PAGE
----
Implications of large scale shifts in tropospheric NOx levels in the remote tropical Pacific

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A major observation recorded during NASA's western Pacific Exploratory Mission (PEM-West B) was the large shift in tropical NO levels as a function of geographical location. High-altitude NO levels exceeding 100 pptv were observed during portions of tropical flights 5-8, while values almost never exceeded 20 pptv during tropical flights 9 and 10. The geographical regions encompassing these two flight groupings are here labeled "high" and "low" NOx regimes. A comparison of these two regimes, based on back trajectories and chemical tracers, suggests that air parcels in both were strongly influenced by deep convection. The low NOx regime appears to have been predominantly impacted by marine convection, whereas the high NOx regime shows evidence of having been more influenced by deep convection over a continental land mass. DMSP satellite observations point strongly toward lightning as the major source of NOx in the latter regime. Photochemical ozone formation in the high NOx regime exceeded that for low NOx by factors of 2 to 6, whereas O3 destruction in the low NOx regime exceeded that for high NOx by factors of up to 3. Taking the tropopause height to be 17 km, estimates of the net photochemical effect on the O3 column revealed that the high NOx regime led to a small net production. By contrast, the low NOx regime was shown to destroy O3 at the rate of 3.4% per day. One proposed mechanism for off-setting this projected large deficit would involve the transport of O3 rich midlatitude air into the tropics. Alternatively, it is suggested that O3 within the tropics may be overall near self-sustaining with respect to photochemical activity. This scenario would require that some tropical regions, unsampled at the time of PEM-B, display significant net column O3 production, leading to an overall balanced budget for the "greater" tropical Pacific basin. Details concerning the chemical nature of such regimes are discussed.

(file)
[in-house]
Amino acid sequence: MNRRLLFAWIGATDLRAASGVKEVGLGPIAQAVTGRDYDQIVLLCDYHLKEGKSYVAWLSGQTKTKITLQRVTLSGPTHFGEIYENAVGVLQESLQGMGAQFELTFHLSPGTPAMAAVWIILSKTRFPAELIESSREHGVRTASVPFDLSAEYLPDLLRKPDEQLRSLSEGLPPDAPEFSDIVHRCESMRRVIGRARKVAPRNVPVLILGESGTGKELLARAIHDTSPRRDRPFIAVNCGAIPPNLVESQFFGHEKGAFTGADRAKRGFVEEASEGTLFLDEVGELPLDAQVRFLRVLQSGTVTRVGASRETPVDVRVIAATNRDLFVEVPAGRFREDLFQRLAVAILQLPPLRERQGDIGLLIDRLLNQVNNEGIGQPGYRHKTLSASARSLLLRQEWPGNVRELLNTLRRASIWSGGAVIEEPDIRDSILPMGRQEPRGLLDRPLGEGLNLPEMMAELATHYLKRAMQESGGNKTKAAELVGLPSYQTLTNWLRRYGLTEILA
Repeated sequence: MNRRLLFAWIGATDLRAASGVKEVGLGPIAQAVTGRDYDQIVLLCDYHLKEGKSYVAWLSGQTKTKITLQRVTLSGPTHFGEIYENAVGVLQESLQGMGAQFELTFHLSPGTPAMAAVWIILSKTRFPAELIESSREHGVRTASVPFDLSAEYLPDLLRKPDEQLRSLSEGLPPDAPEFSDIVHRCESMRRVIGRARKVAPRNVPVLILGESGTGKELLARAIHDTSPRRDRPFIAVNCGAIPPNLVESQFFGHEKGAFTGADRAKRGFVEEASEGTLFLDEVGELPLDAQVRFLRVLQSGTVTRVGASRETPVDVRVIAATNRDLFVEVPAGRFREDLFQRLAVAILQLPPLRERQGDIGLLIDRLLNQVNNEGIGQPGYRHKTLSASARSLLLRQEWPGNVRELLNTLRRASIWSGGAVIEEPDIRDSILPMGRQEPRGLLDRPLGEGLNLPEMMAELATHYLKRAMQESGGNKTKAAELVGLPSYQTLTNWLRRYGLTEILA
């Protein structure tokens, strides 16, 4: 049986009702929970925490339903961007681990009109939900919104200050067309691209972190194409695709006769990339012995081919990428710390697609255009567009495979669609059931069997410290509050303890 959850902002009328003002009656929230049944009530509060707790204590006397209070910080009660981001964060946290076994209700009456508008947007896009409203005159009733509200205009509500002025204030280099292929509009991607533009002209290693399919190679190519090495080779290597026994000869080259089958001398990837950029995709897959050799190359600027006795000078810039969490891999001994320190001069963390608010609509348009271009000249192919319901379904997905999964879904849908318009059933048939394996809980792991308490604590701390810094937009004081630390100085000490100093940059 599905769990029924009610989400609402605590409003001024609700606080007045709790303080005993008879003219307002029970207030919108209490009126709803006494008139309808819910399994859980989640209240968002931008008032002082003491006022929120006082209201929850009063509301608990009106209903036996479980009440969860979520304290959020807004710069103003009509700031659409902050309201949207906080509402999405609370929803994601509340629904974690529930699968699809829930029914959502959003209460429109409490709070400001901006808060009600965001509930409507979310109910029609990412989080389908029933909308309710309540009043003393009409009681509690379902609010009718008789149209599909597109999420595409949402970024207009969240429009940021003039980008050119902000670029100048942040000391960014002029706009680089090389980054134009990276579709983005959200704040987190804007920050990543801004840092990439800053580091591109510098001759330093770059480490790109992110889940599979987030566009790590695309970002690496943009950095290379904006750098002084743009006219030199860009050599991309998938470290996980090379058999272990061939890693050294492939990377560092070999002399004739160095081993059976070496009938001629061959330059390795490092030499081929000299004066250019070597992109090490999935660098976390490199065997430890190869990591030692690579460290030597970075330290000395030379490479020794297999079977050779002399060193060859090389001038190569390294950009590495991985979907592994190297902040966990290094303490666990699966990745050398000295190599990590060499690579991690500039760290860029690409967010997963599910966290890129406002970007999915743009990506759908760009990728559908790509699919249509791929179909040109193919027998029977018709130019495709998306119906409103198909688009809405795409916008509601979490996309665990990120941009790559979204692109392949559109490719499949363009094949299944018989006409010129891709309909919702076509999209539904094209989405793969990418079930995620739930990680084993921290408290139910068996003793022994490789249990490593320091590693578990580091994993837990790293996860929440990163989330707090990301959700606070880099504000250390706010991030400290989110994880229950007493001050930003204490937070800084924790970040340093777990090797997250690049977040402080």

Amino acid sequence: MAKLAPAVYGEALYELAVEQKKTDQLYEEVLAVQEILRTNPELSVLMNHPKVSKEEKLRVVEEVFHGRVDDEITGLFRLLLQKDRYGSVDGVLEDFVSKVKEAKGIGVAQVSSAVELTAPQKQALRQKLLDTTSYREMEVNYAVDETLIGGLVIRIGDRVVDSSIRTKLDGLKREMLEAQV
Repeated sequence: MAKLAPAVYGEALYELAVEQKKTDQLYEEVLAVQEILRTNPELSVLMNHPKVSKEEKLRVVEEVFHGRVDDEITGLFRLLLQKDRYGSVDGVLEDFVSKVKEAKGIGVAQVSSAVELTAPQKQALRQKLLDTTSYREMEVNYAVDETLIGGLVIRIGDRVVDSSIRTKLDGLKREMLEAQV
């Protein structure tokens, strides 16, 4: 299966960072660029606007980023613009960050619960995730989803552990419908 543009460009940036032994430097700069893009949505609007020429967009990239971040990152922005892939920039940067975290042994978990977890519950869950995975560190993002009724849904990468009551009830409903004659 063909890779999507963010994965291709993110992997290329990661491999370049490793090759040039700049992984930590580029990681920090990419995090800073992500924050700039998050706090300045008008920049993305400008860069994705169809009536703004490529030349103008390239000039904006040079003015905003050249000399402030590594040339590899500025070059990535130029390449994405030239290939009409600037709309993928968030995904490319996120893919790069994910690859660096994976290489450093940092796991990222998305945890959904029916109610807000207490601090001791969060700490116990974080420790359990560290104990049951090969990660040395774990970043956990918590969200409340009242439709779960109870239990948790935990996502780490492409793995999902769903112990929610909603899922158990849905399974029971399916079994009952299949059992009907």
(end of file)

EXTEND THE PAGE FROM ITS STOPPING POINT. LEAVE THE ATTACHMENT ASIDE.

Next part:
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Journal of Geophysical Research Atmospheres